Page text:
That’s what the early church did. That they witnessed may not surprise you. How they witnessed might. We know the church grew. The book of Acts tells us that it did in five different places. But early church writings tell us too. In the second-century Diognetus wrote that Christians “day by day increase more and more.” At the start of the third century Tertullian, a theologian in North Africa, wrote—somewhat exaggerated—that the Christians were “a great multitude of men—almost the majority in every city.”
Scholars have estimated that by the time of Constantine in the fourth century the Christians numbered 5-6 million, or between 8-12% of the population. Rodney Stark then calculated for this kind of growth to happen, the church grew for the first three centuries at a rate of 40% per decade.
Historians may differ on numbers and percentages, but one thing we know: the church grew. Wouldn’t you like to see that kind of growth today? Here’s the surprise. The church’s growth was not organized. There was not mission program. There certainly was no door-to-door evangelism training. (Did I hear someone say, “Thank goodness!”?)
From the Christian writings—and there is much that remains—from the second and third centuries there is not one treatise on evangelism that can be found. And when a writer refereed to the Great Commission, it was to speak about the Trinity or baptism but was not used as a way to encourage missionary activity.
You might like to know that the early Christians did not use their worship services to attract new people. Think about that the next time you get a flyer in the mail or see an ad on Facebook and see how far we’ve drifted. They believed the worship service was designed to glorify God and build up the believers, “not to evangelize outsiders.”
How did they grow then? In a short statement: they walked their talk. Cyprian—bishop of Carthage in North Africa—wrote in 256: “we do not speak great things but we live them.” In the 150s Justin (who was martyred—there’s that word again—in 165) said that the “Christians are growing in numbers because their lives embody ‘the fair commands of Christ.’” … He believed that “the effectiveness of the Christians witness depends on the integrity of the believers’ lifestyles.”
There are many other writings from the ancient Church Fathers that can instruct us in how the church grew then. It can be summed up in the idea that they believed in “patience.” They valued the idea of not getting in a hurry and letting God shape them and do his work. Patience worked out in their lives in a variety of ways, one of which Justin said was that it is “important for Christians not to quarrel like other people, and it is essential that they live their ‘good works’ visibly in the sight of others.”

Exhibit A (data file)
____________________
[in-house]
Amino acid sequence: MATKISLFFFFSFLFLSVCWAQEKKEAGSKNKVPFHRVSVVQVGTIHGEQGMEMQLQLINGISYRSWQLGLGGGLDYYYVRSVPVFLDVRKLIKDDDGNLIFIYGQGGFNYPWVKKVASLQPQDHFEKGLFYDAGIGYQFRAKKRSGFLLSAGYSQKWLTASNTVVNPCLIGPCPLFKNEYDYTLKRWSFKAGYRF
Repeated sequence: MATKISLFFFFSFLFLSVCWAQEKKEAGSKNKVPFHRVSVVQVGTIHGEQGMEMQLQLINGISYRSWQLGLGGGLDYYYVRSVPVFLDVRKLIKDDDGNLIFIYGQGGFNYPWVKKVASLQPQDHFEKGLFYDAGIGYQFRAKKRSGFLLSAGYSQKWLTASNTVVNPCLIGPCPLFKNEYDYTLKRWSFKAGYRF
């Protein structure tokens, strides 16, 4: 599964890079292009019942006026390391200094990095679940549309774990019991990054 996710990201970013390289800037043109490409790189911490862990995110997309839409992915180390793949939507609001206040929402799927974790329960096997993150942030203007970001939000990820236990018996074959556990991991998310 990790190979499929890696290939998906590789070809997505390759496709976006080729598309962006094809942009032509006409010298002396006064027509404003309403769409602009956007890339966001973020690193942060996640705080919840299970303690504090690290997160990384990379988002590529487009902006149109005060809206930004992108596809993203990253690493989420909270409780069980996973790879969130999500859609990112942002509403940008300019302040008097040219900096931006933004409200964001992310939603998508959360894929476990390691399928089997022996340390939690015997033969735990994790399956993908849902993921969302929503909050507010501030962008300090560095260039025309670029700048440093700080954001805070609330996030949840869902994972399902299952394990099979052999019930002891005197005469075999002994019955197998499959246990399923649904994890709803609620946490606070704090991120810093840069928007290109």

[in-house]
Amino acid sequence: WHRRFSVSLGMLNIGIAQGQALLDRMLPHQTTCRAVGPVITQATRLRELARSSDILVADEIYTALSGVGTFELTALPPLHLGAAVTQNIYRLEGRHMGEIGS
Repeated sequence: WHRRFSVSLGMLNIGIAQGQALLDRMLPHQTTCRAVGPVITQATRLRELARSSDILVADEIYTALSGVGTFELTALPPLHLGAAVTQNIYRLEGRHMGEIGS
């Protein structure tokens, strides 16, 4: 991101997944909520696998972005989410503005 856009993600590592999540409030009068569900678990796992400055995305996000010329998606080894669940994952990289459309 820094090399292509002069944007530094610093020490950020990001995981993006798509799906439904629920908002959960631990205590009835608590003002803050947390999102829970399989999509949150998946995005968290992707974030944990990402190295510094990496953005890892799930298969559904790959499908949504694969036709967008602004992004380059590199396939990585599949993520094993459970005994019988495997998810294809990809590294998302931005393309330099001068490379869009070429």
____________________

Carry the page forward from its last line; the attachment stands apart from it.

We live in a “instant” world. We want things to happen now. God does not work that way. He is patient. Peter, who denied Christ, knew about that patience: “The Lord does not delay his promise, as some understand delay, but is patient with you, not wanting any to perish but all to come to repentance” (2 Peter 3:9). Paul, who persecuted the Christians, knew of God’s patience: “Or do you despise the riches of his kindness, restraint, and patience, not recognizing that God’s kindness is intended to lead you to repentance?” (Romans 2:4).
That repentance, or changed life, is the witness of the early church. Origen, a theologian of the third century, “envisioned the world as a great theater filled with spectators, all of them watching to see how the Christians respond to persecution.”
We may not be undergoing the same persecution our faith ancestors did and that some are undergoing today, but we are being watched. Our lives are our witness. And according to Jesus our main witness is our love for each other: “By this everyone will know that you are my disciples, if you love one another” (John 13:35). We don’t need a concert level worship time. We don’t need the newest building. We don’t need whatever the latest conference tells us we need.
We need love for each other. And we need a word for others. That’s what witnesses do. They share what they have seen. When someone asks about what they see in us, we share what we have seen in Jesus.
- We listen well to their questions. We’re slow to speak, quick to listen.
- We give answers, but we don’t have to know all the answers.
- We can be certain of our hope, but we don’t have to be arrogant. I recently heard a preacher who was certain that the days of creation were 24-hour days and anyone who disagreed is a heretic. (The Hebrew word can mean “a twenty-four hour period”, “a half-day”, and “a season of time.” The post-Christian world we live in will not be attracted to that certainty that comes off as arrogance. (Especially when they can sense, sometimes better than we, that the length of “day” is not the main point of the Creation story anyway.)
- And we can be patient like our ancestors were. We don’t have to “close the deal” in one conversation, or one week, or one month, or even one year. If God can give us time and give us space, we can do the same for others.
You can knock doors if you want. But you may do better to hear the knock at your door. If you open it, Jesus will come in, sit down with you, and eat with you. You will go deeper in your devotion to God and your love of other believers. When you do that with patience, people will ask questions.
They may even give you their number so you can call them.
 Kreider, The Patient Ferment of the Early Church, 7.
 Rodney Stark, The Rise of Christianity, 6.
 Kreider, 11.
 Ibid., 13.
 Ibid., 15.
 Ibid. 16.
 Ibid., 19.